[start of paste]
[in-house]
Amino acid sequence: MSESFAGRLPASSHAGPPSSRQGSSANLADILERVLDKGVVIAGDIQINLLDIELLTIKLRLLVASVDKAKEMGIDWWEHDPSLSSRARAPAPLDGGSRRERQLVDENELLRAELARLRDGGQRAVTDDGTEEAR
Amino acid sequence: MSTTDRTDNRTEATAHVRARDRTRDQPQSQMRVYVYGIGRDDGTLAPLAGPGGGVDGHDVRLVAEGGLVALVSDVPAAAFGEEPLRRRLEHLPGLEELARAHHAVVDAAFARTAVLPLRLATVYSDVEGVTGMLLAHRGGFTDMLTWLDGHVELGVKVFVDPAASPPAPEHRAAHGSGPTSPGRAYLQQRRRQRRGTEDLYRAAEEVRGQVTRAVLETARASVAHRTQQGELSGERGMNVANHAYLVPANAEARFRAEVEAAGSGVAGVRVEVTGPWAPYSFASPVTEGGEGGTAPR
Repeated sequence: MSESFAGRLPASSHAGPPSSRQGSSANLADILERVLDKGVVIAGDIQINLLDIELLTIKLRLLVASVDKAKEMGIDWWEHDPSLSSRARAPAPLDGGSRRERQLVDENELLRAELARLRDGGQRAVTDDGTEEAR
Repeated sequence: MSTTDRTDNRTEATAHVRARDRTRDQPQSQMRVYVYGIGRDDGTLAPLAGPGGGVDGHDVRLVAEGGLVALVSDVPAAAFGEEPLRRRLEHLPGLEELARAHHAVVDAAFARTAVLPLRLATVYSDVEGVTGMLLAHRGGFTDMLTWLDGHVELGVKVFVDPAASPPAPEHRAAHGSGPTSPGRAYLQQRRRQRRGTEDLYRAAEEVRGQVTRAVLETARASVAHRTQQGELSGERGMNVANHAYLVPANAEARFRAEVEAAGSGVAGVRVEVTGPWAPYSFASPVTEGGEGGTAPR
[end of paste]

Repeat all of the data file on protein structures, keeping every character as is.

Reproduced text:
[in-house]
Amino acid sequence: MSESFAGRLPASSHAGPPSSRQGSSANLADILERVLDKGVVIAGDIQINLLDIELLTIKLRLLVASVDKAKEMGIDWWEHDPSLSSRARAPAPLDGGSRRERQLVDENELLRAELARLRDGGQRAVTDDGTEEAR
Amino acid sequence: MSTTDRTDNRTEATAHVRARDRTRDQPQSQMRVYVYGIGRDDGTLAPLAGPGGGVDGHDVRLVAEGGLVALVSDVPAAAFGEEPLRRRLEHLPGLEELARAHHAVVDAAFARTAVLPLRLATVYSDVEGVTGMLLAHRGGFTDMLTWLDGHVELGVKVFVDPAASPPAPEHRAAHGSGPTSPGRAYLQQRRRQRRGTEDLYRAAEEVRGQVTRAVLETARASVAHRTQQGELSGERGMNVANHAYLVPANAEARFRAEVEAAGSGVAGVRVEVTGPWAPYSFASPVTEGGEGGTAPR
Repeated sequence: MSESFAGRLPASSHAGPPSSRQGSSANLADILERVLDKGVVIAGDIQINLLDIELLTIKLRLLVASVDKAKEMGIDWWEHDPSLSSRARAPAPLDGGSRRERQLVDENELLRAELARLRDGGQRAVTDDGTEEAR
Repeated sequence: MSTTDRTDNRTEATAHVRARDRTRDQPQSQMRVYVYGIGRDDGTLAPLAGPGGGVDGHDVRLVAEGGLVALVSDVPAAAFGEEPLRRRLEHLPGLEELARAHHAVVDAAFARTAVLPLRLATVYSDVEGVTGMLLAHRGGFTDMLTWLDGHVELGVKVFVDPAASPPAPEHRAAHGSGPTSPGRAYLQQRRRQRRGTEDLYRAAEEVRGQVTRAVLETARASVAHRTQQGELSGERGMNVANHAYLVPANAEARFRAEVEAAGSGVAGVRVEVTGPWAPYSFASPVTEGGEGGTAPR